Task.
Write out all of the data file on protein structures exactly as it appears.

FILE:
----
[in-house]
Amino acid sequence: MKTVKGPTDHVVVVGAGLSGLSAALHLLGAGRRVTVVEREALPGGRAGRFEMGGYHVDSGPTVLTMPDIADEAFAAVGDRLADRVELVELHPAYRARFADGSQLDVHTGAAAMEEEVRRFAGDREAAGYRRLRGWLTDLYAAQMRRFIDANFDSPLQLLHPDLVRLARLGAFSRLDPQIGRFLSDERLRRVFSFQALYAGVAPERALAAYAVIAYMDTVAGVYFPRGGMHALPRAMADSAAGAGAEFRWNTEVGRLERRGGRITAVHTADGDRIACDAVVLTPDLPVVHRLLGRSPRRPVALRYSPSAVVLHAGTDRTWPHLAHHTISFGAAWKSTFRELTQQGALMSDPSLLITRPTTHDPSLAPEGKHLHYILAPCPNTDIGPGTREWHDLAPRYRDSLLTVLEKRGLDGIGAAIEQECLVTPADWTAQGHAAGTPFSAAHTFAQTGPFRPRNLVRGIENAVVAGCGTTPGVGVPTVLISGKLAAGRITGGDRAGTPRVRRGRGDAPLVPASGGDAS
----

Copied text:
[in-house]
Amino acid sequence: MKTVKGPTDHVVVVGAGLSGLSAALHLLGAGRRVTVVEREALPGGRAGRFEMGGYHVDSGPTVLTMPDIADEAFAAVGDRLADRVELVELHPAYRARFADGSQLDVHTGAAAMEEEVRRFAGDREAAGYRRLRGWLTDLYAAQMRRFIDANFDSPLQLLHPDLVRLARLGAFSRLDPQIGRFLSDERLRRVFSFQALYAGVAPERALAAYAVIAYMDTVAGVYFPRGGMHALPRAMADSAAGAGAEFRWNTEVGRLERRGGRITAVHTADGDRIACDAVVLTPDLPVVHRLLGRSPRRPVALRYSPSAVVLHAGTDRTWPHLAHHTISFGAAWKSTFRELTQQGALMSDPSLLITRPTTHDPSLAPEGKHLHYILAPCPNTDIGPGTREWHDLAPRYRDSLLTVLEKRGLDGIGAAIEQECLVTPADWTAQGHAAGTPFSAAHTFAQTGPFRPRNLVRGIENAVVAGCGTTPGVGVPTVLISGKLAAGRITGGDRAGTPRVRRGRGDAPLVPASGGDAS